Final: Chicago 4, Boston 3 (3OT)
Recap: In a game that spanned a six-hour broadcast on NBC, Milan Lucic scored the first goal of the series 13:11 into Game 1, burying a nice touch pass from Nathan Horton after David Krejci retrieved the puck behind Corey Crawford’s net, staking Boston to a 1-0 lead.
After Lucic made it 2-0 at the 0:51 mark of the second, a ‘Hawk took the puck away from Horton in the corner and set up Brandon Saad for his first of the playoffs, as Chicago cut the lead in half. Boston seemed to have the game in control with 6:09 gone in the third, as Patrice Bergeron scored his sixth goal of the postseason on the power-play, but a wretched turnover by Torey Krug set up a Dave Bolland goal and Johnny Oduya knotted things up with 7:46 to play in regulation.
The Bruins dominated the first OT after spending what felt like the entirety of the second and third periods in their own end, following up one golden chance after another. In the final minute of the second overtime, Zdeno Chara caught iron on a shot from the point during a Bruins power play.
In the third extra session (the sixth period?), Kaspars Daugavins pulled a Glen Wesley by missing what looked like a slam-dunk goal. With 7:52 to go until a fourth overtime period, Michal Rozsival’s shot from the point deflected twice, ultimately ricocheting off Andrew Shaw and past Tuukka Rask, giving Chicago the victory in the 112-minute long series opener.
Series: Chicago leads 1-0
Playoff Records: I’m too tired. Look them up yourself.
Key Play of the Game: Oh, Daug Man.
Connolly’s Commendations: Lucic really brought his A-game tonight, as did his linemates. David Krejci and Lucic were crafty as all hell with the puck, which is expected of the former but made the latter’s performance all the more impressive. No. 17 was a factor on all three goals (he assisted on Bergeron’s tally), Krejci had two helpers and Horton (one assist) continues to boost his league-leading plus-minus rating.
Dennis Seidenberg, forever the unsung hero, was a horse in this one. The German blueliner blocked nine shots and dished out seven hits in a team-high, Energizer Bunny-like 48:36 of ice time.
Rask finished the evening with 59 stops, which is mighty impressive, but Crawford was even better down the other end of the rink, stopping more high-quality scoring chances in one night than I think I’ve ever seen one goaltender thwart before.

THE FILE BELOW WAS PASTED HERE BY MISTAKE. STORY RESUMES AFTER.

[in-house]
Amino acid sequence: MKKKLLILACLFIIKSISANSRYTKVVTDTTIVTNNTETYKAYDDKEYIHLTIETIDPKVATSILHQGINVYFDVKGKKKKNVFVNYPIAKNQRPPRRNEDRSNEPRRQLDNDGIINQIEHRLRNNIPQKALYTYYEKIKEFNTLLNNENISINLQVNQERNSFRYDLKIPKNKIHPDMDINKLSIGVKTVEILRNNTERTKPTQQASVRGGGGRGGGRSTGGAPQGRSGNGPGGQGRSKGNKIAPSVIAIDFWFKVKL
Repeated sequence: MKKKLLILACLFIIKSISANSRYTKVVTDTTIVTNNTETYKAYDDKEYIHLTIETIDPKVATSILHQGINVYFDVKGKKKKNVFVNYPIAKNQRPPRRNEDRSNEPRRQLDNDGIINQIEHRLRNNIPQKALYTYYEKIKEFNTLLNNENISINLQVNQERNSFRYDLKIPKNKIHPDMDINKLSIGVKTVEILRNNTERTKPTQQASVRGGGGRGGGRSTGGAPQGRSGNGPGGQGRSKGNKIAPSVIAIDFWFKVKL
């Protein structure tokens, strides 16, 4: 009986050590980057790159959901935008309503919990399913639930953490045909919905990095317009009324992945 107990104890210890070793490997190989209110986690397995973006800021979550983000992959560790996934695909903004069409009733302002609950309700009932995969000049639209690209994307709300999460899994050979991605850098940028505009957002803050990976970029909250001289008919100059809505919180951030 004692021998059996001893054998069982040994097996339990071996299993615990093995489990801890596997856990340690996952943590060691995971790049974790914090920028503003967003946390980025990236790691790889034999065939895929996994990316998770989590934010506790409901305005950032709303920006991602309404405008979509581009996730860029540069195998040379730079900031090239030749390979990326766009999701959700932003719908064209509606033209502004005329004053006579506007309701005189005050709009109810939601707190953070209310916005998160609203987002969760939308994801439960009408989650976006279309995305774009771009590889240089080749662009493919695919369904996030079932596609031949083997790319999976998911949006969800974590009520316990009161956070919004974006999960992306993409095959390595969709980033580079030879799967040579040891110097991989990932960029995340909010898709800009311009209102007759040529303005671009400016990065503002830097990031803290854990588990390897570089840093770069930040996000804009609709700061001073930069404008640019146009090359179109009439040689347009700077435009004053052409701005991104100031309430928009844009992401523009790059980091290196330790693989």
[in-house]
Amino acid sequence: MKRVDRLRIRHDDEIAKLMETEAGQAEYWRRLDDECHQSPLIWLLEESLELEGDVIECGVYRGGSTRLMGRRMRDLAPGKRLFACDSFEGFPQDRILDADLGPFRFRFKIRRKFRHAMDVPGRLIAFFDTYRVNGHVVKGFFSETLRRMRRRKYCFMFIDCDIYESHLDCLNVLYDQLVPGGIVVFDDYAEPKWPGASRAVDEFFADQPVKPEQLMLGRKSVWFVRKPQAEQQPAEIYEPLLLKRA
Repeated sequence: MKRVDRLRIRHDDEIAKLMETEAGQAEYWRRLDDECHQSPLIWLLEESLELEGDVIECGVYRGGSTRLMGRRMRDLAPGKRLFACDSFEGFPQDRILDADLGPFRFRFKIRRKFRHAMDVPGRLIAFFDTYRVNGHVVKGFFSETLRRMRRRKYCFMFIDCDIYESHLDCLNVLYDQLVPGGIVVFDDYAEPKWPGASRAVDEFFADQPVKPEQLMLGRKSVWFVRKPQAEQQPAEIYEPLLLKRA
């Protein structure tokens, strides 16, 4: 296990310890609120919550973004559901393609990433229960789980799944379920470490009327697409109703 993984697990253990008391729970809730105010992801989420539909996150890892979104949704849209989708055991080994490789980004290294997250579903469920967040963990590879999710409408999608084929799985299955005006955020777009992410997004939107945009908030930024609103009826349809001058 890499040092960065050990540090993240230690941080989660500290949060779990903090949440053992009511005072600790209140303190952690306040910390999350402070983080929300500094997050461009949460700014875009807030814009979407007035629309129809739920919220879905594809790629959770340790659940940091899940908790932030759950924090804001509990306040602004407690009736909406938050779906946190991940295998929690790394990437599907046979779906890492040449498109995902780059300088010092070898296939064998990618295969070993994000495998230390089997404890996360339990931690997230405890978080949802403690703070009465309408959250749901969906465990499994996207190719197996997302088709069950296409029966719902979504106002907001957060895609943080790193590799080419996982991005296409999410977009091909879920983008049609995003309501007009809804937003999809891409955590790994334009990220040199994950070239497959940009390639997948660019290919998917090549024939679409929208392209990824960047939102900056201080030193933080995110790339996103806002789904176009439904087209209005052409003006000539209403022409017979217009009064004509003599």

Connolly’s Critiques: Chris Kelly just hit rock bottom. The veteran center was minus-3 and never even attempted a shot on goal in over 27 minutes of ice time. Twenty. Seven. Minutes. All the while, he went 7-for-22 on faceoffs, good for a 32 percent “success” rate. Yeeouch.
Rough night for the youngster Krug, who made some poor decisions with the puck throughout the night – none worse than the one on the Bolland goal – but sort of redeemed himself by settling down in overtime.
Brad Marchand seemed off nearly all night. Boston’s resident agitator extraordinaire showed his penchant for chippiness, but once the game went past regulation, No. 63 just looked gassed.
Notes: Horton left during one of Boston's power plays in overtime, with what many are assuming is a shoulder injury. He did not return and coach Claude Julien said the B’s medical team hadn’t finished evaluating him. … Boston fell to 0-7 all-time in overtime games on the road in the Stanley Cup Final. … Tonight’s game was the longest of this postseason at 52:08 of overtime and stands as the fifth-longest game in Stanley Cup Final history.
Final Thoughts: Good luck to the Bruins in their effort to regroup from this one. Those missed opportunities that should’ve amounted to at least one puck finding its way to the back of the net are going to haunt their dreams over the next few days. Hopefully, by the time Game 2 arrives, they’ll have gotten over the heartache and will be ready to try to tie this series up.
Next: Game 2 will take place at United Center in Chicago on Saturday night at 8 o’clock.